The Banded Wren, Pheugopedius pleurostictus, is a small songbird of the wren family. It is a resident breeding species from central Mexico to Costa Rica. It was formerly placed in the genus Thryothorus (Mann et al., 2006).
This wren breeds in lowlands and foothills from sea level up to 800 m altitude in open or scrubby woodland, including forest clearings and second growth. It mainly occurs on the Pacific side of the central mountain ranges Its flask-shaped nest has a long entrance tube angled downward and is lined with fine grasses. It is constructed 1-2.5 m high in a fork of a thorny tree or shrub, often close to a wasp nest. The female alone incubates the three or four unspotted white or pale greenish-blue eggs for about two weeks to hatching, and the young fledge in about the same length of time again.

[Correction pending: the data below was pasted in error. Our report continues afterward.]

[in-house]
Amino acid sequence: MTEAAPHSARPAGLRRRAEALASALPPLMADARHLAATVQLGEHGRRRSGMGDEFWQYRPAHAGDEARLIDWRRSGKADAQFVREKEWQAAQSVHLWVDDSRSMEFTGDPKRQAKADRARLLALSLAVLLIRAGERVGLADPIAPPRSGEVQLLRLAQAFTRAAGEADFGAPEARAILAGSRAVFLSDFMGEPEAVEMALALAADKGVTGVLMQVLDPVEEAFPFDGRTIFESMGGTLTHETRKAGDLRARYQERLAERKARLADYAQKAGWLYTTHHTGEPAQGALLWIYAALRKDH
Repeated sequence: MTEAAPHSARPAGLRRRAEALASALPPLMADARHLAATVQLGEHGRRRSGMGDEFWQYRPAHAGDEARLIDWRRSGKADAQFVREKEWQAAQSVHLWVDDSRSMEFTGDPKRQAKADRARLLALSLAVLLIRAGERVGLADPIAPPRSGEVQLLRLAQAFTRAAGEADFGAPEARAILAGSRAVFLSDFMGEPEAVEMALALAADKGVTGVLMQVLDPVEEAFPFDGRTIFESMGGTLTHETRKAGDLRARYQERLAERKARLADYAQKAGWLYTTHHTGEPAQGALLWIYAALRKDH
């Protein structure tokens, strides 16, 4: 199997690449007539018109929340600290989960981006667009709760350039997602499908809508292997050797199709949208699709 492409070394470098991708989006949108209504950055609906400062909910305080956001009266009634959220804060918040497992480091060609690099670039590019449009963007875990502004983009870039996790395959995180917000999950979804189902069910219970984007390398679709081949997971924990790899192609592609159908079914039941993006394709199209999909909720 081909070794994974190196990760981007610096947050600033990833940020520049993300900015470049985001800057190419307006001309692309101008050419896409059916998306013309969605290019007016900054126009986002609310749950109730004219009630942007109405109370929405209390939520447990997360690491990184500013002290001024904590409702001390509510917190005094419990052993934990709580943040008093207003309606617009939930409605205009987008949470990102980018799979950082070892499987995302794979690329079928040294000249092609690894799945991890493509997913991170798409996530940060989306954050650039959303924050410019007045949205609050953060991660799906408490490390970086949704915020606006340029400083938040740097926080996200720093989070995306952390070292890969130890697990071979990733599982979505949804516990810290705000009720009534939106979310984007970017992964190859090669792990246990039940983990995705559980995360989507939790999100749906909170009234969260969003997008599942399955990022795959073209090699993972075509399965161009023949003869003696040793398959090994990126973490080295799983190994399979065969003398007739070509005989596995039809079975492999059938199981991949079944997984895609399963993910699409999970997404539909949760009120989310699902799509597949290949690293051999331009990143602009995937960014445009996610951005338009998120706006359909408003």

The adult Banded Wren is 13.5 cm long and weighs 20 g. It has chestnut brown upperparts, strong white supercilia, a brown stripe through the eye and black streaking on the white cheeks. The underparts are white with much black barring on the lower belly and flanks. The wings and tail are barred with black. Young birds have duller upperparts and dull white underparts, faintly mottled with dusky brown.
The call of this species is a nasal cherrrt or a rattle and roll, kert rrruk kert rrruk, and the melodious and complex song is a mix of clear whistles and musical trills.
The Banded Wren forages actively in low vegetation or sometimes on the ground in pairs or family groups. It eats mainly eats insects, spiders and other invertebrates